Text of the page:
Jess Corones is the first to admit she’s not a “tech person”, but the sports scientist is certain the cutting-edge data analytics technology she’s spearheaded at Swimming Australia was critical in helping the national swim team last year bring home the most successful Olympic medal haul in its history.
“100 per cent, it helped us go into the Tokyo Olympics as probably the best prepared country,” says Corones, who’s worked with Australia’s elite swimming coaches and athletes for the past decade.
“Being able to siphon our data for our coaches meant they knew much more than any previous Olympics about the situation they were going into, they understood the competition, so they knew what to train their swimmers for.”
The key, she says, was a transformation in the way Swimming Australia leverages data, developed in the few years leading up to the Olympics, including standing up the first race analysis system in the world to use artificial intelligence and machine learning, named Sparta 2.
"How we work has massively evolved, and part of that evolution has been due to the technology partners we’ve brought on,” Corones told Westpac Wire, ahead of a keynote talk at Westpac’s recent TechX, an annual internal technology convention.
Listen to Jess Corones in conversation with AWS’s Justin Lennon, at Westpac’s TechX: here
A turning point was the partnership struck in 2018 between Swimming Australia and cloud computing giant Amazon Web Services, says Corones. The first joint project off the blocks was the creation of a “data lake” which transformed the way her team processed the information core to their work with coaches and athletes.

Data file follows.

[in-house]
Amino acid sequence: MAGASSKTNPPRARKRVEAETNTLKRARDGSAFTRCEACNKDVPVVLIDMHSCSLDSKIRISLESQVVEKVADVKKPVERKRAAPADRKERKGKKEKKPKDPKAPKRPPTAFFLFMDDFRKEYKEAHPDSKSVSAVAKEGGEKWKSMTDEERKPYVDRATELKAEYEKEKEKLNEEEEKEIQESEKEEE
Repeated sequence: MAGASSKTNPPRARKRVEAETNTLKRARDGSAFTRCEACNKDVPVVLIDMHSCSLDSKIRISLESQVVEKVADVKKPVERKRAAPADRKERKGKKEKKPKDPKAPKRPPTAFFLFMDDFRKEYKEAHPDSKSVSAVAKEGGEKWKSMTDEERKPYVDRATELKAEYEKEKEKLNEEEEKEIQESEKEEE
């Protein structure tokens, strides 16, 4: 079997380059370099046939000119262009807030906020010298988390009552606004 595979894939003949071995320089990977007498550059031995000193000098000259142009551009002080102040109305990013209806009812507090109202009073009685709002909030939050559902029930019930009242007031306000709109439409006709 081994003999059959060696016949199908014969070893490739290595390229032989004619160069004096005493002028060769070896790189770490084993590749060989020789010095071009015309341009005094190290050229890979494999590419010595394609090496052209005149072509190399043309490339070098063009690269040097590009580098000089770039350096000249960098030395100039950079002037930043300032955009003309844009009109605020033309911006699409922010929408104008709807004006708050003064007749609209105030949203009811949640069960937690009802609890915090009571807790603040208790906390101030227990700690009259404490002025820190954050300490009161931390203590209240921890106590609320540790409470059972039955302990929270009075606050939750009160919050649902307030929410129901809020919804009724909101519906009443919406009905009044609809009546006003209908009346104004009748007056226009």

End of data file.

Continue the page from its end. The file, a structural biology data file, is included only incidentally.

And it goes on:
Like most sports scientists around the world, Corones had historically collected data manually, which meant when coaches asked her questions on the pool-deck – like ‘What’s the fastest swimming turn time in the world?’, or ‘When a swimmer has a stroke rate of x what will their velocity be?’ – her response was only as fast as her ability to go in search of and analyse the data.
“I used to spend a lot of time just searching on web pages, for things like international competition data, pulling numbers off and putting them into my spreadsheets,” says Corones.
“It was really siloed, prone to human error, my training data wouldn't speak to my competition data. I had to draw parallels, but the data couldn't do that itself.”
Fast forward to today, she has real-time data at her fingertips, drawn from Swimming Australia’s cloud-based data lake, a centralised repository which pulls and analyses statistics from a wide range of sources.
Aside from pulling in competition results from the likes of international swimming federation FINA, and training data from various athlete management systems and wearable technologies, Corones says most useful information in the lake is the granular data captured by Swimming Australia’s world-leading race analysis technology, Sparta 2.
In development for around five years before its release in 2020, Sparta 2 draws data from championship swim meets around the world where a specially designed 4K camera is used to film each race. Image recognition technology with AI and machine learning is then used on the video footage to analyse every swimmer: their start times, turn times, velocities, distance per stroke, distance travelled under water, number of kick counts, number of breath counts, breath patterns and so on.